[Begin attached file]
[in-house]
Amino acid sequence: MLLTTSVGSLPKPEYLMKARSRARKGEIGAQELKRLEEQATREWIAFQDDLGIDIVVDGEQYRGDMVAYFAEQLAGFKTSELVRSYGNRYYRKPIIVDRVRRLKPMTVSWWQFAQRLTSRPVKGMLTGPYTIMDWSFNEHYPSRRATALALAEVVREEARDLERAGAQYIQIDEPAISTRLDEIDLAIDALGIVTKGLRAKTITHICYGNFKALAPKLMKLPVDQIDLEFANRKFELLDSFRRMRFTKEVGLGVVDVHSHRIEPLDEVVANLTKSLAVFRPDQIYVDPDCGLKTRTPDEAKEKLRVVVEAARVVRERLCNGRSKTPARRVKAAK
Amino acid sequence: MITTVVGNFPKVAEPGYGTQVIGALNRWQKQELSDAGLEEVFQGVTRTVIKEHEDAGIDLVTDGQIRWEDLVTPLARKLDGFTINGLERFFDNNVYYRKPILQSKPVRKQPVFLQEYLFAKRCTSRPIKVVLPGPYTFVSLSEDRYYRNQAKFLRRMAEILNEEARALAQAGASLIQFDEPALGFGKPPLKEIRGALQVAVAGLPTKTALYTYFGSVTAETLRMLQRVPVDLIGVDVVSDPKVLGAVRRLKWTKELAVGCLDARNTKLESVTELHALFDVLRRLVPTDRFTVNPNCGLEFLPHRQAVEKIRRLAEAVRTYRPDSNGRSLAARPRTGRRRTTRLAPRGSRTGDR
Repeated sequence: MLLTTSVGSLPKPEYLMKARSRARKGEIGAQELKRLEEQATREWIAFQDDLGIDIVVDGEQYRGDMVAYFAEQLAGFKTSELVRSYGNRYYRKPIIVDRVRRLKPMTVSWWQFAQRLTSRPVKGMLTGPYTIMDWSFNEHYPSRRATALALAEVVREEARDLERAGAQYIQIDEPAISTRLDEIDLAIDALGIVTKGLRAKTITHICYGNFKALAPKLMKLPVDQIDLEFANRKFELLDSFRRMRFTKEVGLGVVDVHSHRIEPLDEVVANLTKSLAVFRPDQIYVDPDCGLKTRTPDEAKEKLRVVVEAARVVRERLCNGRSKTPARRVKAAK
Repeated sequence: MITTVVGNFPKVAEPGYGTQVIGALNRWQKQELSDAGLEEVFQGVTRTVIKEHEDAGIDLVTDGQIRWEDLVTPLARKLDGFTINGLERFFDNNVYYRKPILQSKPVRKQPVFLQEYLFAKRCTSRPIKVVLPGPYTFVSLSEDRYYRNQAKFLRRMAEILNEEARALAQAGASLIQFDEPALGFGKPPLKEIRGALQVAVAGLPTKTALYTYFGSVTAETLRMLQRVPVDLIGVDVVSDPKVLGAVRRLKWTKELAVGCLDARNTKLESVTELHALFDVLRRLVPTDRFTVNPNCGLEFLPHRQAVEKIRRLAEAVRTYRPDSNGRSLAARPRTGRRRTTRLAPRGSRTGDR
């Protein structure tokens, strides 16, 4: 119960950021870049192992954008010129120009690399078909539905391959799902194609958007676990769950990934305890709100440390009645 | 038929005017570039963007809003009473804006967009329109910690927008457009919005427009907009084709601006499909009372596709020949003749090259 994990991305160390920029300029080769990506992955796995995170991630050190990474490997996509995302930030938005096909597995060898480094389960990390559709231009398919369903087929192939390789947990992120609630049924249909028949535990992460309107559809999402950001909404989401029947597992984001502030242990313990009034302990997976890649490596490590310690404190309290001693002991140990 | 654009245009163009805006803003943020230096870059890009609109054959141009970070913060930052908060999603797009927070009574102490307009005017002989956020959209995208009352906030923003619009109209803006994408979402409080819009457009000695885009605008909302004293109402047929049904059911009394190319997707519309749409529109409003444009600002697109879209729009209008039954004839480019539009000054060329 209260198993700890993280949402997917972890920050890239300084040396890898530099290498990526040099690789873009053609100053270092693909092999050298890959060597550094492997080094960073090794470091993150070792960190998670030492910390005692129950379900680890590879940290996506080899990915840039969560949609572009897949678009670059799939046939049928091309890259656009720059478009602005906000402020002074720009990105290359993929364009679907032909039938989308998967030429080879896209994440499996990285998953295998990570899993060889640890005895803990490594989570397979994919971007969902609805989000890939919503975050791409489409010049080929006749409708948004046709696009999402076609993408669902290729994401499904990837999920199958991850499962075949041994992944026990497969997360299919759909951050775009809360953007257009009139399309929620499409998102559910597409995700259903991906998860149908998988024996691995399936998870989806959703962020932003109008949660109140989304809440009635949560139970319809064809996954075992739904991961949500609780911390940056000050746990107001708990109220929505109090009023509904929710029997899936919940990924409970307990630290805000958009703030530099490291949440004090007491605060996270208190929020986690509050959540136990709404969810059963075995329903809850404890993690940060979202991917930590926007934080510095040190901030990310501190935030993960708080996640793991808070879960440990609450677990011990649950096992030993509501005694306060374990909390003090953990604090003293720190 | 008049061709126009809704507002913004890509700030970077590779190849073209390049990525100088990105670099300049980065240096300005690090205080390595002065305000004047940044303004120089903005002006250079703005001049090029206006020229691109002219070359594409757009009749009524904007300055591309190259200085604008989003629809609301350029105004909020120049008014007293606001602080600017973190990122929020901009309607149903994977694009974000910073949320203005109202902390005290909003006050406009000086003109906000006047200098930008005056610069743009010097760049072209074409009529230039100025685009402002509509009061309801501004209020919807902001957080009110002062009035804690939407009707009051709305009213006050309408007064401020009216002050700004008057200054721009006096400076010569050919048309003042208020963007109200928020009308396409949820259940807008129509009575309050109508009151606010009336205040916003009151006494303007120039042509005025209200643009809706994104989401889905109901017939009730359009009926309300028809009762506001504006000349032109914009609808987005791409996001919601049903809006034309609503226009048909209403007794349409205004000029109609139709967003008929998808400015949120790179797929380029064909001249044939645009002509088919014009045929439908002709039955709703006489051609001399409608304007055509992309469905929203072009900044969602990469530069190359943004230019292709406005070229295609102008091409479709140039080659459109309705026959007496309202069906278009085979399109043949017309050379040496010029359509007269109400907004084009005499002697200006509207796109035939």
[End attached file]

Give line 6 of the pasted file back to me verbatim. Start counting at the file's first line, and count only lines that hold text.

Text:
């Protein structure tokens, strides 16, 4: 119960950021870049192992954008010129120009690399078909539905391959799902194609958007676990769950990934305890709100440390009645 | 038929005017570039963007809003009473804006967009329109910690927008457009919005427009907009084709601006499909009372596709020949003749090259 994990991305160390920029300029080769990506992955796995995170991630050190990474490997996509995302930030938005096909597995060898480094389960990390559709231009398919369903087929192939390789947990992120609630049924249909028949535990992460309107559809999402950001909404989401029947597992984001502030242990313990009034302990997976890649490596490590310690404190309290001693002991140990 | 654009245009163009805006803003943020230096870059890009609109054959141009970070913060930052908060999603797009927070009574102490307009005017002989956020959209995208009352906030923003619009109209803006994408979402409080819009457009000695885009605008909302004293109402047929049904059911009394190319997707519309749409529109409003444009600002697109879209729009209008039954004839480019539009000054060329 209260198993700890993280949402997917972890920050890239300084040396890898530099290498990526040099690789873009053609100053270092693909092999050298890959060597550094492997080094960073090794470091993150070792960190998670030492910390005692129950379900680890590879940290996506080899990915840039969560949609572009897949678009670059799939046939049928091309890259656009720059478009602005906000402020002074720009990105290359993929364009679907032909039938989308998967030429080879896209994440499996990285998953295998990570899993060889640890005895803990490594989570397979994919971007969902609805989000890939919503975050791409489409010049080929006749409708948004046709696009999402076609993408669902290729994401499904990837999920199958991850499962075949041994992944026990497969997360299919759909951050775009809360953007257009009139399309929620499409998102559910597409995700259903991906998860149908998988024996691995399936998870989806959703962020932003109008949660109140989304809440009635949560139970319809064809996954075992739904991961949500609780911390940056000050746990107001708990109220929505109090009023509904929710029997899936919940990924409970307990630290805000958009703030530099490291949440004090007491605060996270208190929020986690509050959540136990709404969810059963075995329903809850404890993690940060979202991917930590926007934080510095040190901030990310501190935030993960708080996640793991808070879960440990609450677990011990649950096992030993509501005694306060374990909390003090953990604090003293720190 | 008049061709126009809704507002913004890509700030970077590779190849073209390049990525100088990105670099300049980065240096300005690090205080390595002065305000004047940044303004120089903005002006250079703005001049090029206006020229691109002219070359594409757009009749009524904007300055591309190259200085604008989003629809609301350029105004909020120049008014007293606001602080600017973190990122929020901009309607149903994977694009974000910073949320203005109202902390005290909003006050406009000086003109906000006047200098930008005056610069743009010097760049072209074409009529230039100025685009402002509509009061309801501004209020919807902001957080009110002062009035804690939407009707009051709305009213006050309408007064401020009216002050700004008057200054721009006096400076010569050919048309003042208020963007109200928020009308396409949820259940807008129509009575309050109508009151606010009336205040916003009151006494303007120039042509005025209200643009809706994104989401889905109901017939009730359009009926309300028809009762506001504006000349032109914009609808987005791409996001919601049903809006034309609503226009048909209403007794349409205004000029109609139709967003008929998808400015949120790179797929380029064909001249044939645009002509088919014009045929439908002709039955709703006489051609001399409608304007055509992309469905929203072009900044969602990469530069190359943004230019292709406005070229295609102008091409479709140039080659459109309705026959007496309202069906278009085979399109043949017309050379040496010029359509007269109400907004084009005499002697200006509207796109035939």